Your final project should be sufficiently complex and large-scale to push your limits as a programmer, but not so sophisticated that you are not able to complete it in the time allotted. The complexity in your project should come from the design and the algorithms and not from the code. (That is, you cannot meet the complexity requirement simply by writing a lot of code. Your code must be challenging or interesting in some meaningful way.) In addition, you should not add complexity by introducing peripheral elements, such as graphics or sound effects. (Your program can certainly have these, but they will not be considered in determining the projects complexity.) In addition, one of the main goals of this project is to allow you to unleash your creativity and allow you to create something of interest to you. To achieve this, your project must show some level of creativity or personalization that makes it your own. Simply creating your own version of some existing application will not fully meet this requirement. For both the complexity and creativity requirements, you should talk to the instructors early and often to ensure your project is in line with our expectations.

Documentation and Style

As with all previous projects, your program must be well-written, well-documented, and readable. Writing code with good style is always a good idea, but in a project of this size and scope, following style guidelines will help you keep your thoughts organized and make it easier to keep track of your progress, pick up where you left off each day, and find and fix bugs.

Resources: Throughout this course, you have completed a number of small programs that implemented a Pokemon game. You now have the opportunity to take these skills and apply them to a new context. Be sure to review course resources so that you fully understand how this type of game can be implemented. You can alter and change some of the ideas presented in the course to facilitate the completion of your own game. The following are just a few resources that you might want to review:

  • 3.03 – Pokemon and returning values

  • 3.06 Hitpoints and formulas

  • 3.07 Pokemon Battle Program

  • 3.14 Random Numbers

  • Unit 5 Object Oriented Programming

  • Unit 6 Inheritance and Polymorphism

These resources will help you understand how characters and attributes are implemented in Pokemon:

STEP 1 – UNDERSTANDING CONTEXT

Conduct user-centered research to understand design opportunities and barriers.

Select an end-user for whom you will design and create this program (this can be a friend, classmate, relative, etc). Create interview questions that will allow you to understand the end-user’s interests and likes/dislikes. Provide these questions to your teacher and then use them to interview your end-user.

Record all of the end-user’s responses to your questions.

STEP 2 – DEFINING AND IDEATING

Choose a design opportunity and point of view, make inferences about premises and boundaries, take creative risks to identify gaps to explore, generate ideas to create a range of possibilities, prioritize ideas for prototyping and designing with users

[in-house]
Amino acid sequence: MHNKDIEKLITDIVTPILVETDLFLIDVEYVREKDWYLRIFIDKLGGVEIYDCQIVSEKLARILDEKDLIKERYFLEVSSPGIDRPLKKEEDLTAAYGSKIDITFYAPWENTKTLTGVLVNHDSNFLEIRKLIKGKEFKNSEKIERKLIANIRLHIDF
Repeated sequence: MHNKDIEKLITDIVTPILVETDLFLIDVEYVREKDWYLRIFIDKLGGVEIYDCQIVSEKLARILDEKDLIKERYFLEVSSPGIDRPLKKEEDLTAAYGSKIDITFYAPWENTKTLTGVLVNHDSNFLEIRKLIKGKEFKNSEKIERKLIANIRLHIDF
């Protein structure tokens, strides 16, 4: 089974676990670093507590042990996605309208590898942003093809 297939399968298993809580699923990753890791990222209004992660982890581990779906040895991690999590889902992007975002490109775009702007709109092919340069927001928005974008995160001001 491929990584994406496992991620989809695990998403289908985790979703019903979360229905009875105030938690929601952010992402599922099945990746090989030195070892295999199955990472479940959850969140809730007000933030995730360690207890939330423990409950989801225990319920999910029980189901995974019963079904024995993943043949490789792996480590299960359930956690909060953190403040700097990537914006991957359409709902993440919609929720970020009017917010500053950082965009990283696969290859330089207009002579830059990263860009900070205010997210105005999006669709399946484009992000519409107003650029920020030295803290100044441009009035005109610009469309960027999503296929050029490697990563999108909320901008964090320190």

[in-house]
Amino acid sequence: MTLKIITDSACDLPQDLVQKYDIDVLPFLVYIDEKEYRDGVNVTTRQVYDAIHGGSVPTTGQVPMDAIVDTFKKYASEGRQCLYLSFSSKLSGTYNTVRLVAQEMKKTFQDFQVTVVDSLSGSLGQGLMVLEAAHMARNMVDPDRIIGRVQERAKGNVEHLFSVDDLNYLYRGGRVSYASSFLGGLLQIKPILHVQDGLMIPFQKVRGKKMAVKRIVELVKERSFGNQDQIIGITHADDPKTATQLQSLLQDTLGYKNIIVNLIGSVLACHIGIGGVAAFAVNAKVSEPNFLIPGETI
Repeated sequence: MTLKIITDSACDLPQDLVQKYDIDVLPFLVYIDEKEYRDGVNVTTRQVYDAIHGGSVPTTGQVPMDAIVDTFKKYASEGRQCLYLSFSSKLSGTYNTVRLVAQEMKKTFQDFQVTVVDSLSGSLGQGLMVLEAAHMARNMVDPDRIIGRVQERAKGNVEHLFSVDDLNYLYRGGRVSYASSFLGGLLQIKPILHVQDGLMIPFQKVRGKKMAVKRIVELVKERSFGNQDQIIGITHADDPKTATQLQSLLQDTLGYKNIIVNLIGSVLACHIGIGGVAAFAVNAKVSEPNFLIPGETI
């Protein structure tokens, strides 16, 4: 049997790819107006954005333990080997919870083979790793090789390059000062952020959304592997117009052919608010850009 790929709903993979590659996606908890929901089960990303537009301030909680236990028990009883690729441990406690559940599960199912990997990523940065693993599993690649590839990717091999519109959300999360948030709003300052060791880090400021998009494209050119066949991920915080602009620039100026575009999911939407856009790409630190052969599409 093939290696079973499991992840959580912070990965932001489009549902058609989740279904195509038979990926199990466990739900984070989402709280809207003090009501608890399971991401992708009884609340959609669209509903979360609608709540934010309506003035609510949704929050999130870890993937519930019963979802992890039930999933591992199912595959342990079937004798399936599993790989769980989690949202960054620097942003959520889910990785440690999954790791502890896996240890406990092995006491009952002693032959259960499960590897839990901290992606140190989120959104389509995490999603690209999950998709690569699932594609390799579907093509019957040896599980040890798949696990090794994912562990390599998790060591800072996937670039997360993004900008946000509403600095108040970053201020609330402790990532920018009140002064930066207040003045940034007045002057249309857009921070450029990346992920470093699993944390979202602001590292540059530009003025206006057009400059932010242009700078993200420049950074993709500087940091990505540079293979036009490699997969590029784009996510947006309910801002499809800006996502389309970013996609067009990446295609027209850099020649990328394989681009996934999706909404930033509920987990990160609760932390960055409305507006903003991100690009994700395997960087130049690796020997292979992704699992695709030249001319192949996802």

Using the responses from your end-user interview, begin to develop a plan for your program. List: • the types of characters included in your program • their names • their attributes and relative “power” for each • their strengths and weaknesses • any other details that might be relevant for the characters • any formulas that will determine hit points and health values during a battle • a logical game play format

Share these ideas with your end user. Record their comments, suggestions and feedback and note any changes that you may make as a result of this interview.

Identify any issues or problems that might arise as you begin to program (what areas might require more information or programming solutions? Where can you find this information?)

CHECKPOINT 1

SUBMIT YOUR INTERVIEW QUESTIONS, RESPONSES AND PROGRAM DESIGN PLAN TO YOUR TEACHER.

STEP 3 – PROTOTYPING AND TESTING

Construct prototypes, making changes to code as needed.

Program your game. Be sure to review course notes and activities to make sure that you effectively implement object oriented programming design for your characters. Decide how battles will take place, how each character will have a chance to attack and defend, and how points will be awarded during battles. Be sure to program your game in small steps, ensuring that each step is fully functioning before adding complexity.

When you are ready, create a short test plan and test your program. Include expected output and actual output and include details related to any fixes that needed to be made.

Have your end-user try a working version of your program. Note their suggestions, comments and feedback. Indicate any changes that you made to the program, based on the user’s feedback.

CHECKPOINT 2

SUBMIT THE CURRENT VERSION OF YOUR PROGAM TO YOUR TEACHER, AS WELL AS YOUR TEST PLAN AND FEEDBACK FROM THE END-USER

STEP 4 – SHARING, TESTING AND FINAL ITERATION

Gather feedback from users over time to critically evaluate design and make changes to product design or processes Identify new design issues

Share your work with classmates, friends or family. Record any feedback, suggestions and comments and use this information to make the final iteration of your program.

CHECKPOINT 3

SUBMIT THE FINAL VERSION OF YOUR PROGAM TO YOUR TEACHER, AS WELL AS YOUR FEEDBACK FROM CLASSMATES, FRIENDS OR FAMILY.

Grading Scheme/Rubric

Implementation

Project is appropriately complex and creative

4 points

Program is well-documented and shows good style

10 points

Final product meets all requirements and goals laid out in specifications

8 points

Program uses programming concepts effectively, including all required elements with an appropriate level of complexity

4 points

Object Oriented Programming concepts are effectively applied with an appropriate level of complexity

6 points

Game play is logical and effective

3 points

Formulas for damage/health are logical and effective

3 points

Checkpoint 1

2 points

Checkpoint 2

2 points

Checkpoint 3

2 points

TOTAL

44 points

---

---

Applied Design Steps and Log

Understanding Context components are complete and thorough

3 points

Defining and ideating components are complete and thorough

3 points

Prototyping and testing components complete and thorough

2 points

Sharing, Testing and Final Iteration components are complete and thorough

2 points

TOTAL

10 points

---

---

TOTAL

54 points